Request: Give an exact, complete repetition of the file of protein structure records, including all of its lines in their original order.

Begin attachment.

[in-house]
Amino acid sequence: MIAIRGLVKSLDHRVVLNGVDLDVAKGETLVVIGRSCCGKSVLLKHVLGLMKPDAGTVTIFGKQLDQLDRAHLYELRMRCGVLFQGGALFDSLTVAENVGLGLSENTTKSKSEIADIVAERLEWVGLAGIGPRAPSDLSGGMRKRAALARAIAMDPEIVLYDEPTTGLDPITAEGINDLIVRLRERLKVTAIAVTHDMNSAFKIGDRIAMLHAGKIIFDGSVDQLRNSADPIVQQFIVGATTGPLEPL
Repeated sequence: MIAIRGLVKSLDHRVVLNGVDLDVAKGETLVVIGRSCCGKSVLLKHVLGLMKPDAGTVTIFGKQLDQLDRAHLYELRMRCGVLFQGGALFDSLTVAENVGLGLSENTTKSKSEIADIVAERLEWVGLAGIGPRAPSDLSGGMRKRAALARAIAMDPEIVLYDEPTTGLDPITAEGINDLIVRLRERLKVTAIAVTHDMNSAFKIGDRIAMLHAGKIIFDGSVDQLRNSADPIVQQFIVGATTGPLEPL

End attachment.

[in-house]
Amino acid sequence: MIAIRGLVKSLDHRVVLNGVDLDVAKGETLVVIGRSCCGKSVLLKHVLGLMKPDAGTVTIFGKQLDQLDRAHLYELRMRCGVLFQGGALFDSLTVAENVGLGLSENTTKSKSEIADIVAERLEWVGLAGIGPRAPSDLSGGMRKRAALARAIAMDPEIVLYDEPTTGLDPITAEGINDLIVRLRERLKVTAIAVTHDMNSAFKIGDRIAMLHAGKIIFDGSVDQLRNSADPIVQQFIVGATTGPLEPL
Repeated sequence: MIAIRGLVKSLDHRVVLNGVDLDVAKGETLVVIGRSCCGKSVLLKHVLGLMKPDAGTVTIFGKQLDQLDRAHLYELRMRCGVLFQGGALFDSLTVAENVGLGLSENTTKSKSEIADIVAERLEWVGLAGIGPRAPSDLSGGMRKRAALARAIAMDPEIVLYDEPTTGLDPITAEGINDLIVRLRERLKVTAIAVTHDMNSAFKIGDRIAMLHAGKIIFDGSVDQLRNSADPIVQQFIVGATTGPLEPL